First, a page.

Summer Picnic



Picnics are about fun, taking in the sun, and embracing the outdoors with a childlike mindset, whether you are a kid or just feel like one.

Picnics are a great way to encourage kids to try new ways to eat foods they might have resisted before. It is also an adventure for them to help prepare a few simple snacks, and to learn the “art of packing a picnic.”

A picnic is about breaking away from the everyday-ordinary, eating with your hands, and leaving behind the proper use of utensils and the usual manners like keeping your elbows off the table. Whether you go out in your own backyard or embark on a hike through the woods to a grassy knoll, you are doing something different, and the destination is not the most important aspect, by a long shot.

Location. Location. Location.

iStock_000018677138_LargeChoose a place that works for you and your kids. Tiny tots will do best in their own backyard or in a nearby park. Older kids will love to get out in the woods, hike to a pond, or go anywhere that is not a familiar part of their daily routines.
What’s on the Menu?

Choosing a picnic menu is easy if you keep it simple, keep it age appropriate, and add a bit of adventure to your choices. Finger foods on a platter, simply laid out on a quilt, work great for kids.

Chunks of watermelon, or green grapes threaded on a skewer, are both fun for kids and simple to create. The same goes for fresh vegetables combined with a bit of tasty cheese and a tangy sauce for dipping. Corn dog muffins are a snap to make and will sit well outdoors for run-by snacking.

Juice boxes and bottled water are perfect for a picnic. Simply pop them in the freezer ahead of time, then pack them in your basket or cooler with the rest of the food. They function as ice packs and will still be cold when you are ready to eat. Individually packaged drinks also eliminate the need for glasses or cups.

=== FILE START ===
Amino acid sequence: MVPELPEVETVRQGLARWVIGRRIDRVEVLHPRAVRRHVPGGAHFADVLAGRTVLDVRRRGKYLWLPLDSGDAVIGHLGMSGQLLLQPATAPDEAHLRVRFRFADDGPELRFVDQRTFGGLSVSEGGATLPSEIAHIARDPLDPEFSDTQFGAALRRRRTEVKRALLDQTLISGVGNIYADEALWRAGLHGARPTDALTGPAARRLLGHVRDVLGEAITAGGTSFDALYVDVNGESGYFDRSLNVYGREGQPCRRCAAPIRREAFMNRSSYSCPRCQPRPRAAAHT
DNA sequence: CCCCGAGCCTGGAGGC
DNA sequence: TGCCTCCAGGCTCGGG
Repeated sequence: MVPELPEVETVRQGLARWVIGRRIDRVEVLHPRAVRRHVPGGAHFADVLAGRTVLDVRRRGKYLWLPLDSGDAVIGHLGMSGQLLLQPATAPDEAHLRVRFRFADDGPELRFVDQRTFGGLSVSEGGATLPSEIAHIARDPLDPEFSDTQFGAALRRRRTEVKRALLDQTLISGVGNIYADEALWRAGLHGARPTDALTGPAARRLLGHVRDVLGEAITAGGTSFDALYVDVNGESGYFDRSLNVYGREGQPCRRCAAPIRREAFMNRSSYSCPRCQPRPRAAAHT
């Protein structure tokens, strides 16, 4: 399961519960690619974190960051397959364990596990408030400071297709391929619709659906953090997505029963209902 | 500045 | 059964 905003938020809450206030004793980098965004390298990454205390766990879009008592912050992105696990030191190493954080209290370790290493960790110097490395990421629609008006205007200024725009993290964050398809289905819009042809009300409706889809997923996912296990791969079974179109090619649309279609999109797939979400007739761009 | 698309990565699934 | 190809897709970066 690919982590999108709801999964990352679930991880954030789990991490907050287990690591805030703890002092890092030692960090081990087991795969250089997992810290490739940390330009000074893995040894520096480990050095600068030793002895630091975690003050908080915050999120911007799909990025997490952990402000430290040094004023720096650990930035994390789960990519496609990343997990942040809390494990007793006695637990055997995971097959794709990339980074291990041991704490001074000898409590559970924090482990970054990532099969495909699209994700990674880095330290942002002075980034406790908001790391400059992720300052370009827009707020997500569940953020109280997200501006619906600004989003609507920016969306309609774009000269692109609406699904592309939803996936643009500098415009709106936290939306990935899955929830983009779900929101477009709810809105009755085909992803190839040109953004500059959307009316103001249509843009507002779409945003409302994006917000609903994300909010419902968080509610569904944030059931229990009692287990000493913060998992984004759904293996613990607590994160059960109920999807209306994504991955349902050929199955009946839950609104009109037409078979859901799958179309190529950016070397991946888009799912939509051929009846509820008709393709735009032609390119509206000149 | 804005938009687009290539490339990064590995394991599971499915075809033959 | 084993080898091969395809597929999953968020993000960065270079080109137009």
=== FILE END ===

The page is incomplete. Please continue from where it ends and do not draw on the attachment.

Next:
A Window of Spring

Springtime is short in the South. School is out for just a brief time before the hot summer kicks in, and a change of scenery is welcome after the gloom and gray of winter weather.

Now get outdoors and enjoy the springtime beauty right outside your very own backdoor. Pack a picnic, grab a trash bag, and get picnicking! And remember the bug spray. This is Mississippi after all.
Corndog Mini Muffins

  • 1 box Jiffy cornbread mix
  • 1 egg, slightly beaten
  • ⅓ cup milk
  • 1 tablespoon sugar
  • 4 Ballpark hot dogs, each cut into 5 pieces

Preheat the oven to 400 degrees. Spray a mini muffin pan with vegetable spray. Combine the cornbread mix with the egg, milk, and sugar in a medium-sized mixing bowl. Fill each muffin well with about ½ a teaspoon of the batter. Place a piece of the cut hotdog into each well, pressing down on each one. Top each muffin with an additional spoonful of batter, covering the hotdog. Bake muffins for 10 minutes or until the muffins are golden brown. Remove from oven. Run a knife around each muffin and remove the muffins from the pan. Let muffins cool slightly, and either wrap in foil or place in a plastic container until ready to serve.
(Yield: 12 mini muffins)
10Ham and Cheese Tortilla Wraps

  • 4 flour tortillas (6-inch)
  • Vegetable oil spray
  • 4 slices of ham
  • 4 slices of cheese
  • 4 green onions (optional)

Heat a small skillet over medium heat and spray lightly with the vegetable oil. Place one tortilla in the pan for 15 seconds. Flip the tortilla over and cook for another 15 seconds. Using tongs, remove the tortilla from the pan and transfer to a cutting board. Place a piece of the cheese on the hot tortilla, then a piece of the ham. Roll the tortilla up, and then repeat the process with the remaining tortillas. Tie a green onion around each tortilla if desired.
( Yield: 4 servings )
Caterpillar Grapes

  • 1 pound green seedless grapes
  • White frosting
  • Mini chocolate chips
  • Wooden skewers

Wash the grapes and dry as many as you think you will need with a paper towel. Thread 6-8 grapes on each wooden skewer. Fill a small Ziploc bag with 1 cup of the frosting. Snip the corner of the bag and gently squeeze to pipe two circles on the first grape of each skewer to make the eyes for the caterpillar. Place a mini chocolate chip in the center of each eye.
(Yield: 6-8 skewers)
15East Caprice Bites

  • 1 pint grape tomatoes
  • Fresh mozzarella cheese, cubed
  • ¼ cup olive oil
  • ¼ cup apple cider vinegar or white wine vinegar
  • Salt and freshly ground pepper
  • Fresh basil leaves, thinly sliced

Remove the ends from the tomatoes and discard. Place the tomatoes and cubed cheese in a small bowl. Whisk the remaining ingredients together and pour over the tomatoes and cheese. Cover the bowl with plastic wrap and refrigerate for 1 hour. When ready to serve, thread one cube of cheese and 1 tomato on a small pick. Top with extra basil leaves if desired.

Emily Ellis is a Southern food designer and chef, born and raised in Mississippi, known for creating simple, flavorful, and artful cuisine with flair.



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